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As always Vicki Lewis Thompson spins another tale that catches your interest at the very first page, and doesnt loose it to the very last page. She always leaves you with a great feeling and wishing the story was longer!
I do and always will recommend her writing to anyone who likes a good read, a "get you involved" novel.
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Tenth in the Sons of Chance western romance. The couple focus is on Bethany Grace and Nash Bledsoe and set near Jackson Hole, Wyoming.

My Take
It's a sweet romance with little depth or tension, making this an easy and cozy read; a cute story with a nice twist on the self-help book. Well, nice for the reader; not so nice for Nash. Although he did eventually got the best end of the deal.

I did enjoy this. It's such a positive statement by both protagonists as they each heal, and their lives evolve to encompass what each of them truly wants. An excellent example of changing the life patterns one grows up with. It certainly helped that they are surrounded by supportive and loving people.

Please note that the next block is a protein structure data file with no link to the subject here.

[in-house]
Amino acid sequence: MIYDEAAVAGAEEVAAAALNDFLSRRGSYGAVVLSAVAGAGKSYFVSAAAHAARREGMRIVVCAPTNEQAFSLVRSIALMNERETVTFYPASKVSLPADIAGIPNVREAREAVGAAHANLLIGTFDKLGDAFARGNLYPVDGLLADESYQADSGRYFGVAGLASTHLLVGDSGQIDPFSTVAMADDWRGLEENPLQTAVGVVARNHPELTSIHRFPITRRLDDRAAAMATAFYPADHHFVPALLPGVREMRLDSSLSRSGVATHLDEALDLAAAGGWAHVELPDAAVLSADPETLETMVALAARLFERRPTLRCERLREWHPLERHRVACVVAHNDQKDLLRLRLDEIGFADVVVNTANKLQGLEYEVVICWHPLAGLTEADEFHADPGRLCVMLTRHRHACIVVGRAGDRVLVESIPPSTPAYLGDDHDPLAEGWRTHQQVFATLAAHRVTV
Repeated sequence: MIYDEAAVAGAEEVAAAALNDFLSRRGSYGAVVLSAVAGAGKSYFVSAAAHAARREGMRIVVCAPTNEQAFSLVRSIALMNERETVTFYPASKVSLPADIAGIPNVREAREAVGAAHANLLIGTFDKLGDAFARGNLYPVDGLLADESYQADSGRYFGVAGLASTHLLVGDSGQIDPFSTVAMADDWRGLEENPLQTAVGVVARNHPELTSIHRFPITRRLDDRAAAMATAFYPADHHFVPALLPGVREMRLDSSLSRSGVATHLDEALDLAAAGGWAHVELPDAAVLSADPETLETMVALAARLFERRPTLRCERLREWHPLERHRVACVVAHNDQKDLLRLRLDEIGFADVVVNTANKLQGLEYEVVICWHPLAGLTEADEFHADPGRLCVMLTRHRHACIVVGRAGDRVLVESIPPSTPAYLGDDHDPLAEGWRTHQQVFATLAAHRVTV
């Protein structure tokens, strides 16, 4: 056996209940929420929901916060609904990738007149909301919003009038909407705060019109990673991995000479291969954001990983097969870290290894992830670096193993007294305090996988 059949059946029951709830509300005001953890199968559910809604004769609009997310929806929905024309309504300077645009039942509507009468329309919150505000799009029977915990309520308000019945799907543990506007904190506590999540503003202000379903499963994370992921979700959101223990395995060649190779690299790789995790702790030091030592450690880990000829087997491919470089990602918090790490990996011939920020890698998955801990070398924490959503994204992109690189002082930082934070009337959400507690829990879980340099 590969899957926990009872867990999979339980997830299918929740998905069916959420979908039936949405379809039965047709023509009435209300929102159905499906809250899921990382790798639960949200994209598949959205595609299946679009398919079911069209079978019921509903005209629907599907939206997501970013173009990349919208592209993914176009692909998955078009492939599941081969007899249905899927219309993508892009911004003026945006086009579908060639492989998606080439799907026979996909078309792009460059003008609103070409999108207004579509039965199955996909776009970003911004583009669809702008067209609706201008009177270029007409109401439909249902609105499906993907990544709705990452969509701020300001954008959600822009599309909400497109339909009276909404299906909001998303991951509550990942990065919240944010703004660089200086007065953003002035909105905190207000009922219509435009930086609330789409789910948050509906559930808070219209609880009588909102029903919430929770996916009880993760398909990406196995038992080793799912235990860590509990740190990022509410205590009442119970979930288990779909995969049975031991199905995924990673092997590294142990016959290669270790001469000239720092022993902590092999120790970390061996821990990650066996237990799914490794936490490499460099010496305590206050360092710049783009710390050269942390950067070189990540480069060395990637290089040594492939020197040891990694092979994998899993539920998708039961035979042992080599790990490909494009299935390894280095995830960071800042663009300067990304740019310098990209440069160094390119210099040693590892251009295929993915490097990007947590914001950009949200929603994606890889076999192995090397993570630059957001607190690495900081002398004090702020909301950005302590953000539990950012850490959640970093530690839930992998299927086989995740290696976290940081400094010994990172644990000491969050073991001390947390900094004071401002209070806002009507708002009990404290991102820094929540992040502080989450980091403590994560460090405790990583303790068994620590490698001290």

"Your books made my life a living hell."

It's a perversion of what Bethany's books are about, and I do like that Bethany recognized and explained how wrong Lindsay was.

It was sweet that Nash brought up the coercion aspects of sex and sale after Bethany brought up the same viewpoint, although from a different angle. It did however smack too much of too angelic a stance. It does present both characters as very decent people.

The Story
It's Bethany's need to purge her anger at her father that brings Nash running to the Triple G ranch where Nash discovers she's the author of so much of his unhappiness.

All Bethany wants to do is get rid of the ranch, but it's sorry state could have a negative impact on her own reputation. But exposing that same sorry state to a contractor who might talk...well, that could be disastrous as well.

Lucky for her that Nash is so intent on building up his own nest egg.